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Acts 24-28


We finish up Acts today as Paul outmaneuvers himself and ends up in Rome awaiting trial.  I don’t mean to be glib about his sufferings, but 26:32 came out of nowhere to me. 

In 25:11, Paul appeals to Caesar because he is not confident that he would be found innocent by Festus and would therefore have been handed over to the Jews to die.  He didn’t trust Festus because Festus wanted to be in good standing with the Jews.  Festus says, ‘Fine, I just need to take you to King Agrippa for a formal charge, and then I’ll send you to Rome to be tried by Caesar.’ 

This all makes sense until 26:32, when Agrippa, having conferred with his wife and with Festus and found nothing with which to charge Paul, says, ‘This man could have been set free if he had not appealed to Caesar.’  Agrippa essentially is ‘the Jews’ that Festus is trying to appease.  He’s the native authority with whom Festus wants good relations.  He didn’t want Paul’s blood.  Paul didn’t so much jump out of the frying pan and into the fire as much as he jumped from the counter into the fire for fear of the pan.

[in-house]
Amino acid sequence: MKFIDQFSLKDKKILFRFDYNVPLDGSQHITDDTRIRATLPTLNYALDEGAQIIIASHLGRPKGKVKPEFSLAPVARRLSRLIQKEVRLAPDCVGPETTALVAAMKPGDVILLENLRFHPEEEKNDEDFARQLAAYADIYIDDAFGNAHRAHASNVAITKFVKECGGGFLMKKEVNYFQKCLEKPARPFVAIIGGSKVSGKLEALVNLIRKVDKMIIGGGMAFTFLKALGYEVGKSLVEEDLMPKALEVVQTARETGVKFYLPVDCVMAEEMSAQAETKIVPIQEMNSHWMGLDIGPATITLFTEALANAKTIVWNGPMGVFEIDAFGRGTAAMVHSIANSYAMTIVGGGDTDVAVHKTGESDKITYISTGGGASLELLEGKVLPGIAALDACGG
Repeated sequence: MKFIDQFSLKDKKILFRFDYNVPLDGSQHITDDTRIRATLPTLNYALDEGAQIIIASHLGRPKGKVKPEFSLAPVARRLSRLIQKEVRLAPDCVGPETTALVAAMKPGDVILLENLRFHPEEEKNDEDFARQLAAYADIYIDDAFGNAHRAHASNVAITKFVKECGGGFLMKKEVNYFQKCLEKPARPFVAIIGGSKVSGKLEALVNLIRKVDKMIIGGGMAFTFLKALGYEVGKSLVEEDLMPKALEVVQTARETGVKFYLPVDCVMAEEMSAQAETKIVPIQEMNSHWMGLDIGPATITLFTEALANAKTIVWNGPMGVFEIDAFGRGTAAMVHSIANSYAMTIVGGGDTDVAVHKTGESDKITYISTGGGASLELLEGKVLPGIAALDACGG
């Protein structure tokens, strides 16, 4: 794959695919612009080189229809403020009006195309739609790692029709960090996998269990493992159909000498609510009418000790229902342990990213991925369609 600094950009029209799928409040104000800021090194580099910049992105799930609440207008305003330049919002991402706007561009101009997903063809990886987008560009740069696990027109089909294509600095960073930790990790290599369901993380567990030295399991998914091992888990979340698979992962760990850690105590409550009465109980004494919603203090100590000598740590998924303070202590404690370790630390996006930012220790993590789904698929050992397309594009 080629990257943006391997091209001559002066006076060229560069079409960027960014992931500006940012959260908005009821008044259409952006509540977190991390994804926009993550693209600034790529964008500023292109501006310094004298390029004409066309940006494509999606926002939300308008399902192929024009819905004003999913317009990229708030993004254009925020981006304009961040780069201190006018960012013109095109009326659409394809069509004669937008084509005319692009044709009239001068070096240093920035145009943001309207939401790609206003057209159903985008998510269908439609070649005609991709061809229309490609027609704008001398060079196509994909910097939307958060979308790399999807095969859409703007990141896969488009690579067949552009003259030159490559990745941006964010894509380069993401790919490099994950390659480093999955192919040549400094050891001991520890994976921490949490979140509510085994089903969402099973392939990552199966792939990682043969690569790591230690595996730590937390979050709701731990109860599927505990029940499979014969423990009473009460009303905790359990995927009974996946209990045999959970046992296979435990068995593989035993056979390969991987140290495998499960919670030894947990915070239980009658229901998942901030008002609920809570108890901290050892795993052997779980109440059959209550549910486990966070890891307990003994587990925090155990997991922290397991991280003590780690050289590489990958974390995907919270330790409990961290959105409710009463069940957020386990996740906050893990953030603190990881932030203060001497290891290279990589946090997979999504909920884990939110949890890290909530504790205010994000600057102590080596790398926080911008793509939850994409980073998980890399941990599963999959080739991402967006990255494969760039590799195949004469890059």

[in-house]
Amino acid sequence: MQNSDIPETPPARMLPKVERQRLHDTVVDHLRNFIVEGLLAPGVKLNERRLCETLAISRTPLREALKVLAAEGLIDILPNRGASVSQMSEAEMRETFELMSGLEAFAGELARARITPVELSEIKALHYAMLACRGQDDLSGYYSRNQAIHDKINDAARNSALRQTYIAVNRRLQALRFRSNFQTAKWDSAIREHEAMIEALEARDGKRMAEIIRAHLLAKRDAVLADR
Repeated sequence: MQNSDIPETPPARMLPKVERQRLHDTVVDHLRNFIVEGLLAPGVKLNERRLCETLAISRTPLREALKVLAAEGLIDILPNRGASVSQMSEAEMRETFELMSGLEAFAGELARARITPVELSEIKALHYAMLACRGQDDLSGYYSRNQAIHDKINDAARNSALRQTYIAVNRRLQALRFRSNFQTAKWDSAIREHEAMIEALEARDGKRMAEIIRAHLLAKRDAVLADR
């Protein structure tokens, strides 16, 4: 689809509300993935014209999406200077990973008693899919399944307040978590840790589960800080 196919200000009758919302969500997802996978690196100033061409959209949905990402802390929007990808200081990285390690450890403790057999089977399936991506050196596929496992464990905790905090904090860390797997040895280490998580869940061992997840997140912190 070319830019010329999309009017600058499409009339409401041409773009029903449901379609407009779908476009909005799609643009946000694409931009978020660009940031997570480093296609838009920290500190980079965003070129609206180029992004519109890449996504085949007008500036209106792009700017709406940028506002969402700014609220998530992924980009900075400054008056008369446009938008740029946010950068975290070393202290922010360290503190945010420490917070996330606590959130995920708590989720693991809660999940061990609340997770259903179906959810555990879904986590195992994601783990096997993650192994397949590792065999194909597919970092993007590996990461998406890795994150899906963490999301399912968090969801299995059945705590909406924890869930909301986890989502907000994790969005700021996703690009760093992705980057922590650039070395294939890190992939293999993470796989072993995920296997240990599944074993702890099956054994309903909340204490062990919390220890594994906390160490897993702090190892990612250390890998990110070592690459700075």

What’s going on here?  Did Paul, who has so often followed the Spirit against worldly wisdom, err here by relying on his political maneuvers when faithful inaction would have set him free?  Was Paul more concerned with finding a way/reason to get to Rome than with his own freedom?  Were God and Paul working at cross purposes, with Paul trying to be free and God wanting him to die awaiting trial? 

That last option scares me because it goes back to that notion of a God who’s will is so sovereign that He allows evil to befall His people for the sake of His global/historical/eternal plan.  Where is God’s love (for Paul, specifically) at work here?

From → [determinism]

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